#fiveDealsWidget .dealItemTitle#mobile {display:none} #fiveDealsWidget {display:block; float:left; clear:both; max-width:636px; margin:0; padding:0; line-height:120%; font-size:12px} #fiveDealsWidget div, #fiveDealsWidget a {margin:0; padding:0; line-height:120%; text-decoration: none; font-family:Arial, Helvetica ,sans-serif} #fiveDealsWidget .widgetTitleBox {display:block; float:left; width:100%; background-color:#af1e1e; } #fiveDealsWidget .widgetTitle {color:#fff; text-transform: uppercase; font-size:18px; font-weight:bold; margin:6px 10px 4px 10px; } #fiveDealsWidget a.dealItem {float:left; display:block; width:124px; margin-right:4px; margin-top:5px; background-color: #e3e3e3; min-height:200px;} #fiveDealsWidget a.dealItem#last {margin-right:0} #fiveDealsWidget .dealItemTitle {display:block; margin:10px 5px; color:#000; font-weight:bold} #fiveDealsWidget .dealItemImage, #fiveDealsWidget .dealItemImage img {float:left; display:block; margin:0; padding:0} #fiveDealsWidget .dealItemImage {border:1px solid #ccc} #fiveDealsWidget .dealItemImage img {width:100%; height:auto} #fiveDealsWidget .dealItemdesc {float:left; display:block; color:#004db3; font-weight:bold; margin:5px;} #fiveDealsWidget .dealItemRate {float:left; display:block; color:#000; margin:5px} #fiveDealsWidget .footerText a:hover{text-decoration: underline;} #fiveDealsWidget .footerSmall{font-size:10px; padding-top:10px;} @media (max-width: 635px) { #fiveDealsWidget a.dealItem {width:19%; margin-right:1%} #fiveDealsWidget a.dealItem#last {width:20%} } @media (max-width: 560px) { #fiveDealsWidget #desktop {display:none;} #fiveDealsWidget #mobile {display:block!important} #fiveDealsWidget a.dealItem {background-color: #fff; height:auto; min-height:auto} #fiveDealsWidget a.dealItem {border-bottom:1px solid #ececec; margin-bottom:5px; padding-bottom:10px} #fiveDealsWidget a.dealItem#last {border-bottom:0px solid #ececec; margin-bottom:5px; padding-bottom:0px} #fiveDealsWidget a.dealItem, #fiveDealsWidget a.dealItem#last {width:100%} #fiveDealsWidget .dealItemContent, #fiveDealsWidget .dealItemImage {float:left; display:inline-block} #fiveDealsWidget .dealItemImage {width:35%; margin-right:1%} #fiveDealsWidget .dealItemContent {width:63%} #fiveDealsWidget .dealItemTitle {margin: 0px 5px 5px; font-size:16px} #fiveDealsWidget .dealItemContent .dealItemdesc, #fiveDealsWidget .dealItemContent .dealItemRate {clear:both} }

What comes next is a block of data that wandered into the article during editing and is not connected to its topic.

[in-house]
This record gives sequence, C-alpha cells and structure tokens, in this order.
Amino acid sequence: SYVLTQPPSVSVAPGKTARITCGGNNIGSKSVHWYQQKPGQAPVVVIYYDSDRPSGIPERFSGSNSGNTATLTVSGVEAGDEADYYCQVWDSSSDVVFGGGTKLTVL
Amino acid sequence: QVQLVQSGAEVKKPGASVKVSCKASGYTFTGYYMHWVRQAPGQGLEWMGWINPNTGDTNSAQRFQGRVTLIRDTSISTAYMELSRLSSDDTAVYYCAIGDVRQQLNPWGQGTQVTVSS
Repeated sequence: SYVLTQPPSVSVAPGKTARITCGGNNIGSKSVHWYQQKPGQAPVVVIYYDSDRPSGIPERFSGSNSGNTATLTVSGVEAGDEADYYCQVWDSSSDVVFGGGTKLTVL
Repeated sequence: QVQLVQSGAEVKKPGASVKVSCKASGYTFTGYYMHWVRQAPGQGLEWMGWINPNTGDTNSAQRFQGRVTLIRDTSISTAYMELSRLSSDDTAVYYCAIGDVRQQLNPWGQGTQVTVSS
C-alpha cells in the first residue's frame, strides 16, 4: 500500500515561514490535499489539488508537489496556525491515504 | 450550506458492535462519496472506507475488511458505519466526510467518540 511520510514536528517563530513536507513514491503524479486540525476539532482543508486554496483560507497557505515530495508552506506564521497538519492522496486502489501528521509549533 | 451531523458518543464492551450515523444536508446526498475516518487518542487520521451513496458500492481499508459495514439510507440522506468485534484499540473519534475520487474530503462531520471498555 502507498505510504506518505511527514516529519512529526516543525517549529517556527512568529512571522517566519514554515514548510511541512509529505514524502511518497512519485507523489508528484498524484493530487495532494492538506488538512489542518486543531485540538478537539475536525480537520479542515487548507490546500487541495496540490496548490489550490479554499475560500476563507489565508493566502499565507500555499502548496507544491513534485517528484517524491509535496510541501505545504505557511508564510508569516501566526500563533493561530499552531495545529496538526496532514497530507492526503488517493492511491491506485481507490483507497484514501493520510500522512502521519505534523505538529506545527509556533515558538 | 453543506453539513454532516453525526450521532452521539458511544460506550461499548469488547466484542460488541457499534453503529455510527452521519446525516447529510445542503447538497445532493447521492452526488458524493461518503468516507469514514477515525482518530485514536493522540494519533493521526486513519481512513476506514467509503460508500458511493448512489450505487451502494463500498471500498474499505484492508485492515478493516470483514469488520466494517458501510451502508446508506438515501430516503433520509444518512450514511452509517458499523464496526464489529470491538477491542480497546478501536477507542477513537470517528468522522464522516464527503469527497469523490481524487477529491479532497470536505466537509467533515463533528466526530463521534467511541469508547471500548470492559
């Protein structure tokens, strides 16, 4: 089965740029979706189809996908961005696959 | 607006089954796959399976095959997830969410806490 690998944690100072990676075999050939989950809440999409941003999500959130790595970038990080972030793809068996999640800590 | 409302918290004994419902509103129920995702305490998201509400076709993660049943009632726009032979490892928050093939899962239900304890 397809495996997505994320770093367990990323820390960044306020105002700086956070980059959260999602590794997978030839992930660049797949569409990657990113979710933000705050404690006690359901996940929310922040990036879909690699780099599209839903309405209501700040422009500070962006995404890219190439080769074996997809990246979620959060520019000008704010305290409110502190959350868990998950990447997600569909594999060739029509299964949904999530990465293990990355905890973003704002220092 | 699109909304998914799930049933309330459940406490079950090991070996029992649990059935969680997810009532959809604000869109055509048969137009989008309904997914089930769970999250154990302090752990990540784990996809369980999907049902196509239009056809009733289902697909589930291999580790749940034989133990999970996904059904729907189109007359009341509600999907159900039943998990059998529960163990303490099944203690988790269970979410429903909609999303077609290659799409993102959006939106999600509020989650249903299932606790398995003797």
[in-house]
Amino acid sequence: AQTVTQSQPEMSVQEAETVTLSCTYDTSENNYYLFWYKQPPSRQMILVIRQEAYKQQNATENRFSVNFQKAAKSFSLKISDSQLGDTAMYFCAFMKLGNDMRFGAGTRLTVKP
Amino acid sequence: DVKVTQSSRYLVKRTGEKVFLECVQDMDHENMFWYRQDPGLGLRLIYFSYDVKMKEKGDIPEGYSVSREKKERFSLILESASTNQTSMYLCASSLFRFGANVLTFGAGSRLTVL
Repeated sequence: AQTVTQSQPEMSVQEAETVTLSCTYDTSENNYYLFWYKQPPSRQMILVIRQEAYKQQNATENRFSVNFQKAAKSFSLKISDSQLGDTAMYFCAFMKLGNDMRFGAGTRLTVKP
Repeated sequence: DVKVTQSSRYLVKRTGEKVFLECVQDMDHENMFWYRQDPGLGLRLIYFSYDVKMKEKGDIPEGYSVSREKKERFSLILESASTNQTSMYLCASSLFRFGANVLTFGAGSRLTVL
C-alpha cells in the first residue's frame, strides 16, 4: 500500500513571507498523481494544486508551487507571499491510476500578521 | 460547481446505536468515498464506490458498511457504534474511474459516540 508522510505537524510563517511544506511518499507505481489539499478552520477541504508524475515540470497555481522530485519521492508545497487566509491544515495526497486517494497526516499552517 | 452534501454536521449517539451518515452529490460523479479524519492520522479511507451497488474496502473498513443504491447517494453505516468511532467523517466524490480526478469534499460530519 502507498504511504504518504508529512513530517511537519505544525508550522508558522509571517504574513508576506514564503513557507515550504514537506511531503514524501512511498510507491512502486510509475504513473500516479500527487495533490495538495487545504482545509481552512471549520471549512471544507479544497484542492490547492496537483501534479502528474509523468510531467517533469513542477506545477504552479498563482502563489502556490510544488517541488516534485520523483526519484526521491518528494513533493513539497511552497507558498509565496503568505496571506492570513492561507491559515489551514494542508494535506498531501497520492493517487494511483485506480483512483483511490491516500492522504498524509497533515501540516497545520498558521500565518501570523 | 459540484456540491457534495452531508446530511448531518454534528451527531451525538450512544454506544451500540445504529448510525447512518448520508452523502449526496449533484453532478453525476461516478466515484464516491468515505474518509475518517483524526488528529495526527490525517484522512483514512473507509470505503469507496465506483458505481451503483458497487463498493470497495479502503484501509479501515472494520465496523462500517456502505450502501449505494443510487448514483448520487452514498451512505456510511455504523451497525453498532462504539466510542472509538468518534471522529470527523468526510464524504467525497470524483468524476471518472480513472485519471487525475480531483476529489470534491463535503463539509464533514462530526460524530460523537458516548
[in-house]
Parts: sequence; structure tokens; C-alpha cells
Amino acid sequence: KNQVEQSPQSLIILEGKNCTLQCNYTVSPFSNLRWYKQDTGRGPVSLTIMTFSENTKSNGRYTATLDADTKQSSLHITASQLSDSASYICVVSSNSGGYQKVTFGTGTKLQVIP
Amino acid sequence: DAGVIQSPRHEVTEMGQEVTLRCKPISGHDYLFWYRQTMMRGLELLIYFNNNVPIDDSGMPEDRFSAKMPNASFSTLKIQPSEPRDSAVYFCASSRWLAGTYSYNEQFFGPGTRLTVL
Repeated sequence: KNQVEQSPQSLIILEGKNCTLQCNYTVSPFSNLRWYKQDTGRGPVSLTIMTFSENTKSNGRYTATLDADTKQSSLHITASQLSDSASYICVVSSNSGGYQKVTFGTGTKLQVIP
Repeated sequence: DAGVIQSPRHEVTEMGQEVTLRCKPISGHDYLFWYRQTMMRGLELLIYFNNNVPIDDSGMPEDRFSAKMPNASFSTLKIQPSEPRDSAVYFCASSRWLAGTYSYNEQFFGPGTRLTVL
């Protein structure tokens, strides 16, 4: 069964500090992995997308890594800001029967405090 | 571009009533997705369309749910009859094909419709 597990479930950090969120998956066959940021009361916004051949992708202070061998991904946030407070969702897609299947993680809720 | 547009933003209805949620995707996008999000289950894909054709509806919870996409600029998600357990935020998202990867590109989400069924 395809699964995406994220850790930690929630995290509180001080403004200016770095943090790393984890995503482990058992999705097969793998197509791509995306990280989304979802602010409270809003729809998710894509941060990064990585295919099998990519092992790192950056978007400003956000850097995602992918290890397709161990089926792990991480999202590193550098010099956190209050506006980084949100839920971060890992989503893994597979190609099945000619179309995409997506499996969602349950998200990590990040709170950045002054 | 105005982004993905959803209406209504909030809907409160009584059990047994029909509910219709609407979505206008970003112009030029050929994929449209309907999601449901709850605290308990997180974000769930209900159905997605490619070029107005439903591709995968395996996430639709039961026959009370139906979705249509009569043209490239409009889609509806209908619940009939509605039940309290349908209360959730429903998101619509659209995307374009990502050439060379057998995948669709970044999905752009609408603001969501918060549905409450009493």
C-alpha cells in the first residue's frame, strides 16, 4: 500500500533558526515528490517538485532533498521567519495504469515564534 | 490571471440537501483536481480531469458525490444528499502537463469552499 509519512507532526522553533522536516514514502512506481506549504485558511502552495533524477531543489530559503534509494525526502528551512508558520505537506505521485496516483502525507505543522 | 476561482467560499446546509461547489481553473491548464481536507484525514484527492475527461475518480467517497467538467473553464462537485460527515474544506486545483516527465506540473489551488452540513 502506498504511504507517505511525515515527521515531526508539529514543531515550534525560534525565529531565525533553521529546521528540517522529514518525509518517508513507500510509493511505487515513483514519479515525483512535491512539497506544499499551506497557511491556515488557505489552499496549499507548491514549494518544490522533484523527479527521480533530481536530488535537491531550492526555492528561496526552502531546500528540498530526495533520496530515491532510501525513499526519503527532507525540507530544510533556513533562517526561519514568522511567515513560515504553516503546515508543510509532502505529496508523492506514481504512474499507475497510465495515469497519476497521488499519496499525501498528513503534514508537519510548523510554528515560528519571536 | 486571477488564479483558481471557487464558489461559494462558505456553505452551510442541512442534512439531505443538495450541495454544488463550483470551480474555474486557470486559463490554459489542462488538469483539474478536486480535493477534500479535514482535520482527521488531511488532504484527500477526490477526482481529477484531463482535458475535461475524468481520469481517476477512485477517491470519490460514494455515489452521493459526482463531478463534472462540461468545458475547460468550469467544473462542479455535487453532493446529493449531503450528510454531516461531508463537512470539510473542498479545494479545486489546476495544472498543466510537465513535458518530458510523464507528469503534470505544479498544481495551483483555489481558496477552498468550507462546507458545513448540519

This post first appeared on dailymail.co.uk

Continue Reading

Business

Steelworkers cheer £2bn pension deal: 30,000 set for retirement boost 

Published

on

By

steelworkers cheer 2bn pension deal 30000 set for retirement boost

Thousands of steelworkers will be hoping to receive a boost to their pension pots following a £2billion deal.

Specialist insurance provider Pension Insurance Corporation (PIC) has agreed to buy out the Old British Steel Pension Scheme and take responsibility for more than 30,000 workers’ retirement funds.

The scheme was dumped into the Government’s pensions lifeboat, the Pension Protection Fund (PPF), after former owner Tata Steel restructured its business in 2017.

Pensions rescue: Specialist insurance provider Pension Insurance Corporation has agreed to buy out the Old British Steel Pension Scheme

Pensions rescue: Specialist insurance provider Pension Insurance Corporation has agreed to buy out the Old British Steel Pension Scheme